Levels: Undergraduate

Schedule types: Lecture

Department/School: Philosophy

General Education and other Course Attributes: Humanities

PHIL 3813 American Philosophy (H)

Description: Dominant trends in American philosophy, with an emphasis and Pragmatism.

Credit hours: 3

Contact hours: Lecture: 3

Levels: Undergraduate

Schedule types: Lecture

Department/School: Philosophy

General Education and other Course Attributes: Humanities

PHIL 3823 Engineering Ethics

Description: Philosophical analysis of moral issues in engineering practice, such as whistle blowing, conflicts of interest and product liability. Professional codes of ethics.

Credit hours: 3

Contact hours: Lecture: 3

Levels: Undergraduate

Schedule types: Lecture

Department/School: Philosophy

PHIL 3833 Biomedical Ethics (H)

Description: Moral problems brought about by recent developments in scientific research and medical technology. Abortion, euthanasia, genetic engineering, and human experimentation.

Credit hours: 3

Contact hours: Lecture: 3

Levels: Undergraduate

Schedule types: Lecture

Department/School: Philosophy

General Education and other Course Attributes: Humanities

PHIL 3843 Philosophy of Law (H)

Prerequisites: Upper-division standing.

Description: Philosophical issues related to U.S. law. The relationship between law and morality, the nature and functions of law and grounds of liability.

Credit hours: 3

Contact hours: Lecture: 3

Levels: Undergraduate

Schedule types: Lecture

Department/School: Philosophy

General Education and other Course Attributes: Humanities

PHIL 3890 Advanced Honors Experience in PHIL

Prerequisites: Honors Program participation and concurrent enrollment in a designated PHIL course.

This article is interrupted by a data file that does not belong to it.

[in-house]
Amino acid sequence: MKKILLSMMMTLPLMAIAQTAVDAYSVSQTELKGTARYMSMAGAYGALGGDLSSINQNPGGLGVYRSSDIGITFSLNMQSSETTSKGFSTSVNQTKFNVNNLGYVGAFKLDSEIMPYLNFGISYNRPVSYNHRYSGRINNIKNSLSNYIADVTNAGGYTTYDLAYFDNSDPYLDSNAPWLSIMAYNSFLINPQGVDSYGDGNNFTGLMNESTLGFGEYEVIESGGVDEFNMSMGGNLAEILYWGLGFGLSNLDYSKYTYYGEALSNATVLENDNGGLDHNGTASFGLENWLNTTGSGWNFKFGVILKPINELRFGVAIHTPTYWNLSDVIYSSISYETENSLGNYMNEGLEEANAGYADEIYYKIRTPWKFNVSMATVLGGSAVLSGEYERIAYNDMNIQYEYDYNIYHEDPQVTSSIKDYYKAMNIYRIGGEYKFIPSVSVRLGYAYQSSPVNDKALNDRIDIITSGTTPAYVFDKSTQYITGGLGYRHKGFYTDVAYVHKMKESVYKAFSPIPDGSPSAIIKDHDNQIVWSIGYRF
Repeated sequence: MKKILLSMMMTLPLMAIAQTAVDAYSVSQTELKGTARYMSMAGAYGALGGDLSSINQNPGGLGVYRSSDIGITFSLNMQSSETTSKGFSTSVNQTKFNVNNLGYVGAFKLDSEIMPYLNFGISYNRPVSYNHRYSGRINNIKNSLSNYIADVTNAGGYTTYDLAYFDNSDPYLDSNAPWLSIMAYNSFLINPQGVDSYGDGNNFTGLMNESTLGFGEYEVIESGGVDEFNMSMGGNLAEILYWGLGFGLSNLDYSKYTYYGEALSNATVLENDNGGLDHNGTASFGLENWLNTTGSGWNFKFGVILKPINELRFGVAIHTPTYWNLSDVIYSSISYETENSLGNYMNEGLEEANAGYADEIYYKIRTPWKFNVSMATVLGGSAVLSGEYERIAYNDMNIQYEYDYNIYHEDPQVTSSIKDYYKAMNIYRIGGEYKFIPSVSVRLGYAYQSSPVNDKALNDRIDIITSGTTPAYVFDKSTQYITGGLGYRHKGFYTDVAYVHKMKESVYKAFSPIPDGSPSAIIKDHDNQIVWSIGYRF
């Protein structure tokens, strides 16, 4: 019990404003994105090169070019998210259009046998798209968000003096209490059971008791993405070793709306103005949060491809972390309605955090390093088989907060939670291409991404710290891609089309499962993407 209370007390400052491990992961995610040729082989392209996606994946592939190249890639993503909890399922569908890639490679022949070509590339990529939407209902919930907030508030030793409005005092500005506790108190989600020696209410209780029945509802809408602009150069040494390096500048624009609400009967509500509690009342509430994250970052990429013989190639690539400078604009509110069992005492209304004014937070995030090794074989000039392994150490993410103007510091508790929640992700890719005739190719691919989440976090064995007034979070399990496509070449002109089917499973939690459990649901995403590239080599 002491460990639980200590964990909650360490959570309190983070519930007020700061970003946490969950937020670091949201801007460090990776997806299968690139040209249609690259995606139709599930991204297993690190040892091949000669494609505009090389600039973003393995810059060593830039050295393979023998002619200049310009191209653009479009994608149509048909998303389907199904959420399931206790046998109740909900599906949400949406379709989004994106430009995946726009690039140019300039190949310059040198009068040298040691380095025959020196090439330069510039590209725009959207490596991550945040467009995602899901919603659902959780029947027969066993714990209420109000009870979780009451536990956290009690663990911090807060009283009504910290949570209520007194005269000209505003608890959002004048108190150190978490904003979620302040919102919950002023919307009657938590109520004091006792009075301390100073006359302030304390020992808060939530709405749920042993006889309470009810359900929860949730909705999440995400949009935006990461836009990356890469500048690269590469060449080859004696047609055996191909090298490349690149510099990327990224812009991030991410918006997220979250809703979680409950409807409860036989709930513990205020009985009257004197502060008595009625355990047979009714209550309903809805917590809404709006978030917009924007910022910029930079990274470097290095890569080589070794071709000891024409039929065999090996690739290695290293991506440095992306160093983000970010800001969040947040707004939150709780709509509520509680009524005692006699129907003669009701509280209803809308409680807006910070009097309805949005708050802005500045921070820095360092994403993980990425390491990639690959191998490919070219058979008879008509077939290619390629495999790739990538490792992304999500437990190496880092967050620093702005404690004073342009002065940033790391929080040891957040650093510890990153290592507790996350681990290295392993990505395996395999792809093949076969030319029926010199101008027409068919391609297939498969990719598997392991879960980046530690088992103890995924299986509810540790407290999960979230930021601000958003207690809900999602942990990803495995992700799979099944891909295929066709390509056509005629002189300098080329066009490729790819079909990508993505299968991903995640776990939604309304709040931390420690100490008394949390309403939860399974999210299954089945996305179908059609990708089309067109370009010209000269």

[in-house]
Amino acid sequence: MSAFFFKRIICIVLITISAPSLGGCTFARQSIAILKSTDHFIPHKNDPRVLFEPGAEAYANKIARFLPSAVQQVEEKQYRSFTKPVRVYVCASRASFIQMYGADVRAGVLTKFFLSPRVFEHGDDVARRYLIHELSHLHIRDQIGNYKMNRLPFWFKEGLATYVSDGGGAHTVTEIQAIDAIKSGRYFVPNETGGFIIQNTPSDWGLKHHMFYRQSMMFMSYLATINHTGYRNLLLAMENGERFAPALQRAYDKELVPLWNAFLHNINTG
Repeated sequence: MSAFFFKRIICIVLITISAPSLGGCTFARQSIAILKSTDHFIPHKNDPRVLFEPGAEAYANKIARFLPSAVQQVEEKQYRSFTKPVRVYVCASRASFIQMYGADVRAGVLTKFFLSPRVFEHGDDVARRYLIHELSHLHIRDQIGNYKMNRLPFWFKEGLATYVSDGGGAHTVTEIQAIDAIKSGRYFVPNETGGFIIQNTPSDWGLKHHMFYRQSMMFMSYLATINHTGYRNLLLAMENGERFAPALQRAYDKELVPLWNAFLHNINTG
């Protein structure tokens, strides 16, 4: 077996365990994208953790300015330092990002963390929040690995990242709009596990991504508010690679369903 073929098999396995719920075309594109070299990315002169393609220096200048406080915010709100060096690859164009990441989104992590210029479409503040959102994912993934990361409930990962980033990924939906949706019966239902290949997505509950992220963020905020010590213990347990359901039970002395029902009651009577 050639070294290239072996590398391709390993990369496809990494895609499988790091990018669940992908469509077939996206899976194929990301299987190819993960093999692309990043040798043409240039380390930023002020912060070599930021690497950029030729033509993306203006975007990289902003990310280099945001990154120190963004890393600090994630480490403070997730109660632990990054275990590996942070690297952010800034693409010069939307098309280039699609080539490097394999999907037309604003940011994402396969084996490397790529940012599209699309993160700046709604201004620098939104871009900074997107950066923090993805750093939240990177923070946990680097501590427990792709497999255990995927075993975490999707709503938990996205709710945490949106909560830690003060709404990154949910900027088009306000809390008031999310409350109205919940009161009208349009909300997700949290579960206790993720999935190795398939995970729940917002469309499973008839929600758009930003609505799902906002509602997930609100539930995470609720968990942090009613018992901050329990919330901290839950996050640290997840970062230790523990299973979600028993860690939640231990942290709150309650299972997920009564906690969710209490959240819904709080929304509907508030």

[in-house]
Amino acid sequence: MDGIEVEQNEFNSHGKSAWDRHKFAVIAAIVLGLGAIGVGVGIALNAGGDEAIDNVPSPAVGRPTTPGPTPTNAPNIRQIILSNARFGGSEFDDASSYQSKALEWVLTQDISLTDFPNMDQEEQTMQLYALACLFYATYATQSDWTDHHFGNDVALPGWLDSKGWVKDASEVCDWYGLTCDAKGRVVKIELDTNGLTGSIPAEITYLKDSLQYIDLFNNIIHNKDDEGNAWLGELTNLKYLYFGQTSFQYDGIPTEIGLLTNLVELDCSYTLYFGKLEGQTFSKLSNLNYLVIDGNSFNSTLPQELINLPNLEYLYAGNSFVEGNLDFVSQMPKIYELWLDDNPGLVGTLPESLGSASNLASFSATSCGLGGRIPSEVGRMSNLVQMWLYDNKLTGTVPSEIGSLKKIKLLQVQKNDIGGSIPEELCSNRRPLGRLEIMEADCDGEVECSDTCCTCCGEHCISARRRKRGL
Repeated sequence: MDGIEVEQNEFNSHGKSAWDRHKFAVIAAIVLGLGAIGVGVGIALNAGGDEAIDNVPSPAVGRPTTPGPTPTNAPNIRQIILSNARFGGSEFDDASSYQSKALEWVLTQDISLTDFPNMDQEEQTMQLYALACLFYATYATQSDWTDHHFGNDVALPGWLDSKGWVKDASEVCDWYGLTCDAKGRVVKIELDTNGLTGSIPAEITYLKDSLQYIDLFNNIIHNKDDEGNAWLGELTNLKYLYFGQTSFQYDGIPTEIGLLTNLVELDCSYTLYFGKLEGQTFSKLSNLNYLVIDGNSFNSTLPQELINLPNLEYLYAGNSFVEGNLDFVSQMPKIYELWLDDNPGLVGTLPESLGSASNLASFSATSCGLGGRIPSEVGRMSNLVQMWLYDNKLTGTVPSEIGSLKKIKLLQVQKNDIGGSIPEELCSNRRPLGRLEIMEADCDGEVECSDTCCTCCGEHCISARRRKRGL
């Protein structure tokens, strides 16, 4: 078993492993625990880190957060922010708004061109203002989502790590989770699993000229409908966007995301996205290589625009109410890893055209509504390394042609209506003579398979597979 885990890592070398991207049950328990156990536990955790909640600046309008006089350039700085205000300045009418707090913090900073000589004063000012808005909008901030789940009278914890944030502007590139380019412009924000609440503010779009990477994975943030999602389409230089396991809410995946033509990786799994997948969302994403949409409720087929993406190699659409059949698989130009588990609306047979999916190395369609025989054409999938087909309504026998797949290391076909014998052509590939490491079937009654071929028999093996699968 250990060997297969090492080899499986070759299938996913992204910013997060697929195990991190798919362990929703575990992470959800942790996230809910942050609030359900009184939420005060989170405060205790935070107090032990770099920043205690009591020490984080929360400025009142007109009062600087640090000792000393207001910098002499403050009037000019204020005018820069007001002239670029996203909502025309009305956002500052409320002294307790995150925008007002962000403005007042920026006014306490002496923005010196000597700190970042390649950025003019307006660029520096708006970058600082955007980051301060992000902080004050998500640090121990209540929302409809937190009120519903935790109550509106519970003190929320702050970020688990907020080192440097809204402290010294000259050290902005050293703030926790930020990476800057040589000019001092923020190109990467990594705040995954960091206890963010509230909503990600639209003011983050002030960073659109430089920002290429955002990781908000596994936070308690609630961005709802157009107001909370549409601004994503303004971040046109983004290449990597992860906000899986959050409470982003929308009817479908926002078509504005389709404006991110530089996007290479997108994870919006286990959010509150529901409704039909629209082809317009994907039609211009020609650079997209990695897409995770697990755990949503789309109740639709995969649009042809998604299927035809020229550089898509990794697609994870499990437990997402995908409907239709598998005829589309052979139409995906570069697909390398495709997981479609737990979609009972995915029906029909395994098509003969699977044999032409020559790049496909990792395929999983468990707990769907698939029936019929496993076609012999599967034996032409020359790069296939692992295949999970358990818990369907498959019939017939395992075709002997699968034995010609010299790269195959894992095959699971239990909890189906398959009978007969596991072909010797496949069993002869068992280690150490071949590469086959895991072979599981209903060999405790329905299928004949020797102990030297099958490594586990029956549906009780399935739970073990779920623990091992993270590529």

Description: A supplemental Honors experience in mathematics to partner concurrently with designated upper-division PHIL course(s). This course adds a different Intellectual dimension to the designated course(s).

Credit hours: 1

Contact hours: Lecture: 1

Levels: Undergraduate

Schedule types: Lecture

Department/School: Philosophy

General Education and other Course Attributes: Honors Credit

PHIL 3913 Existentialism (H)

Prerequisites: Three credit hours of philosophy.

Description: Selected writings and themes in the development of existentialism and related intellectual movements. Subjectivity, phenomenological description, hermeneutics, freedom and value; and such writers as Kierkegaard, Nietzsche, Heidegger, Sartre, Marcel and Buber.

Credit hours: 3

Contact hours: Lecture: 3

Levels: Undergraduate

Schedule types: Lecture

Department/School: Philosophy

General Education and other Course Attributes: Humanities

PHIL 3920 Contemporary Philosophical Problems

Description: Selected contemporary problems and discussions. Offered for fixed credit, 3 credit hours, maximum of 9 credit hours.

Credit hours: 3

Contact hours: Lecture: 3

Levels: Undergraduate

Schedule types: Lecture

Department/School: Philosophy

PHIL 3923 Contemp Iss In Philo

Description: Selected current controversies and recent trends in philosophy.

Credit hours: 3

Contact hours: Lecture: 3

Levels: Undergraduate

Schedule types: Lecture

Department/School: Philosophy

PHIL 3933 Creation and Evolution (H)

Description: Critical examination of claims that various Creationist/Intelligent Design models offer better scientific explanations for selected biological phenomena than does the current dominant view of Darwinian Evolution.

Credit hours: 3

Contact hours: Lecture: 3

Levels: Undergraduate

Schedule types: Lecture

Department/School: Philosophy

General Education and other Course Attributes: Humanities

PHIL 3943 Asian Philosophy (HI)

Description: Three main streams of Asian thought: Indian, Chinese and Buddhist. How various thinkers in the three traditions have dealt with questions of being and becoming, knowledge, ethics, and society.

Credit hours: 3

Contact hours: Lecture: 3

Levels: Undergraduate

Schedule types: Lecture

Department/School: Philosophy

General Education and other Course Attributes: Humanities, International Dimension

PHIL 4003 Mathematical Logic and Computability

Prerequisites: PHIL 3003 or MATH 3613 or consent of instructor.

Description: The basic metatheorems of first order logic: soundness, completeness, compactness, Löwenheim-Skolem theorem, undecidability of first order logic, Gödel's incompleteness theorem. Enumerability, diagonalization, formal systems, standard and nonstandard models, Gödel numberings, Turing machines, recursive functions, and evidence for Church's thesis. Same course as MATH 4003.